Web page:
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Thread: How to make the design event better.

  1. #11
    Good! More...

    Come on everyone...

  2. #12
    Maybe the thread needs to be on a somewhat unrelated topic? This thread is will now be known as "Why skid pan should be worth more points than accel"
    Brent

    3rd world solutions for real world problems.

    UoA FSAE 2004-2008

  3. #13
    I think the inactivity is due the location within the forum, people only really read the open discussion.
    UQ Racing

  4. #14
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    Soon, soon...

    Much to write on this topic, but too much to do elsewhere...

    Z

  5. #15
    I'm asking myself if this is a FSAE Australasia forum right now... It is impressive how you guys from down under are able to discuss here.

    I try to share my views of the "European DE".
    My background: I was part of the most successful team in the Design Event in the last years. Zurich made all Design Finals since 2010 that we could get into and we won a lot of them (Sweep in 2013: UK, Germany, Austria, Italy; Won Austria and Spain 2012, 2nd in Germany, 4th in the UK and so on...).
    Do I think we were the "smartest" or the "most educated"? Not really. I think we figured out how to tackle a Design Event, we knew the right stuff, we had a lot of training and maybe after some time a reputation to be good in design. We actually wouldn't have made the UK Finals in 2013 but the Chief Judges "corrected" us in the Finals, where we won.

    I started doing Design Judging in 2014 in Austria, I judged Aero/Cooling and Main Concept/Project Management.
    To be honest, I was shocked.
    In Zurich I was responsible for writing and "proof reading" the Design Report for a long time, so I had a feeling what is considered a good report by the judges and what isn't.
    I read all design reports of the FSA competition. I think FSA has one of the best field world wide but what I read was sometimes really horrible. A lot of the reports were just rubbish. Z would have tackled all of them (Nearly all students took an example in the rules on how to write a bad engineering report. "Business words", not at all precise and so on).
    Even teams that built their 5th or 6th car weren't able to stick to the page limit or used a table of contents on the first page...

    So the first thing to improve for DE is to ensure that students hand in a good design report. If the judges get a bad report, they are not willing to put a lot of effort in it. They stick to their "basic line of questioning" without getting into the report. I think that is not the right way.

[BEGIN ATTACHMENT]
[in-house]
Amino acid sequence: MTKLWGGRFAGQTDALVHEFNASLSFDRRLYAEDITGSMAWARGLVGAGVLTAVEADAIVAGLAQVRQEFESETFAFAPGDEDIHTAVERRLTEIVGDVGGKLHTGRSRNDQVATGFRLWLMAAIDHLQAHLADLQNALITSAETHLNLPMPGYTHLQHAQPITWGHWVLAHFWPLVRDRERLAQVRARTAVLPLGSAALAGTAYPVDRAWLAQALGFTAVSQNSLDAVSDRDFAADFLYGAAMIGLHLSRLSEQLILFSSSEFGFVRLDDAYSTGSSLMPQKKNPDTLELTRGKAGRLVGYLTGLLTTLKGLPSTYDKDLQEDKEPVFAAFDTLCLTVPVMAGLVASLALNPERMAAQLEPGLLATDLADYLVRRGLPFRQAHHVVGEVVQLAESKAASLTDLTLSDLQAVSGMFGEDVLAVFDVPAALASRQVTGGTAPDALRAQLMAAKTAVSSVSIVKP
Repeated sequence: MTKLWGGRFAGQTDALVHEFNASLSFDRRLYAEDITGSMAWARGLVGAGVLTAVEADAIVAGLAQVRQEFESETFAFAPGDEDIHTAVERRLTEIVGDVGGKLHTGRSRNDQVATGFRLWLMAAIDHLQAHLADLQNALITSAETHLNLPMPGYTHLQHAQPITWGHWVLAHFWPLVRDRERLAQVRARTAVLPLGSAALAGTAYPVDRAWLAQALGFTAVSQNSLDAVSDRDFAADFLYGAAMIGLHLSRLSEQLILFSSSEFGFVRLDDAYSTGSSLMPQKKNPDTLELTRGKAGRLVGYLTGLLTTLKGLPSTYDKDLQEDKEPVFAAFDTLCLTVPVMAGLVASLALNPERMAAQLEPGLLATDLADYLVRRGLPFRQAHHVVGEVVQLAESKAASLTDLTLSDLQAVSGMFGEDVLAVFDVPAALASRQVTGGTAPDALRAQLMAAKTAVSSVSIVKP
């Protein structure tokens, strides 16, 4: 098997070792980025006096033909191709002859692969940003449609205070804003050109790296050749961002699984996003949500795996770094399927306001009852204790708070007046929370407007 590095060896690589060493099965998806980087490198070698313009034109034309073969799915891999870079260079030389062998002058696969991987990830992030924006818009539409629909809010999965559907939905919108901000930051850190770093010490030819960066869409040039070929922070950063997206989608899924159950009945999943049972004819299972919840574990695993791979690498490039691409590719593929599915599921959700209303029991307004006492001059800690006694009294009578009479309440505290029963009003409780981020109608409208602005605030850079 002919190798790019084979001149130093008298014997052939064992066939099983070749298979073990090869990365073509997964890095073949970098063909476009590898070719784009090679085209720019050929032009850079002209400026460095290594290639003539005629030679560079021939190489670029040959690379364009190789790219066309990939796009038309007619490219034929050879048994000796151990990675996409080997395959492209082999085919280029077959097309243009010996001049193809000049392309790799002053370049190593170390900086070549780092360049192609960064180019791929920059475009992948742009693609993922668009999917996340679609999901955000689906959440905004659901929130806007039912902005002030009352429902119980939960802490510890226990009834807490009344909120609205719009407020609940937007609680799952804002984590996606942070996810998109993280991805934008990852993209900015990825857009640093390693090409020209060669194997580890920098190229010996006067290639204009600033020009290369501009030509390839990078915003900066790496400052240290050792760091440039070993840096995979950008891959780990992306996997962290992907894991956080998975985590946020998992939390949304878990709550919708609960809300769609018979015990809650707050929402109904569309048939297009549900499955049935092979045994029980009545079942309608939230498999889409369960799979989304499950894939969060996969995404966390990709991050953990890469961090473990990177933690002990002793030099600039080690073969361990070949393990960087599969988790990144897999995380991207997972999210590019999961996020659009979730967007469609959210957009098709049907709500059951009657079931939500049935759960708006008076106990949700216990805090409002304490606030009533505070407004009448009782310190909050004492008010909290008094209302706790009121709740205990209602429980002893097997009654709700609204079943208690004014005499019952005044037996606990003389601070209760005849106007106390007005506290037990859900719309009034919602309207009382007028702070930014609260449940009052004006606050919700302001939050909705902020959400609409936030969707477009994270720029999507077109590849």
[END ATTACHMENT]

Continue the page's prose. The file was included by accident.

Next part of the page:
I tried to give feedback to all the teams that I judged the day after Design. A lot of them were not interessted in what I said about their report. I'm looking forward to see the 2015 reports if they used my comments to make their reports a bit better. I don't say that there is one perfect way, but just putting a 3D drawing of your car on the extra page is just useless.

    The second thing: Judges should read the design report. I mean we had a really nice and friendly group of judges in Austria but I had several co-judges that didn't read a single report, didn't look at one drawing or didn't even prepare questions. I think that is terribly wrong. Not all judges are a GTS or a Stefan Liechti that prepare really well for that but a basic knowledge of the teams should be necessary.
    Maybe we could reduce the length of the Design Report to one page. Like an Executive Summary in the Business presentation. Just justify your top-level desicions so that it is a basis of your design judging but not more.

    I think it is not feasibly to have judges do an extra 2 days of preparation. It is difficult enough to get judges. Don't give them more work load.

    Next:
    In the judging, I have to give points from 0 to 20 in my category. I have maybe 10 teams. In my opinion it is not possible to rank all 10 of them "fairly". I have like 5-6 minutes after each judging to make notes (because the team should get feedback..) and make a judgement call on how many points that performance is worth.
    Well that's just one point. The other point is, all other judges have the same problem. At some competition this subjective is offset by some "chief judges" that look if some groups give higher points or not. At Austria this was done be making different judging groups for all teams (random selection of all judges so that every area of the car should be checked but it is not the same group twice).
    It is still difficult to look if you are "too nice" or "too strict" with your points. And nobody says what "a perfect score" would look like...

    To be honest I have no solution for this problem. It would be best to look at all teams and make a ranking as good as possible. But that is not possible for like 110 teams.

    One more point: The students should always have a back-up. I judged a really good design team in Austria in Aero. Their Aero guy wasn't at the competition, so I had to interview his understudy or something. I didn't know a thing. Not one thing. So I had to score them really low. That is frustrating.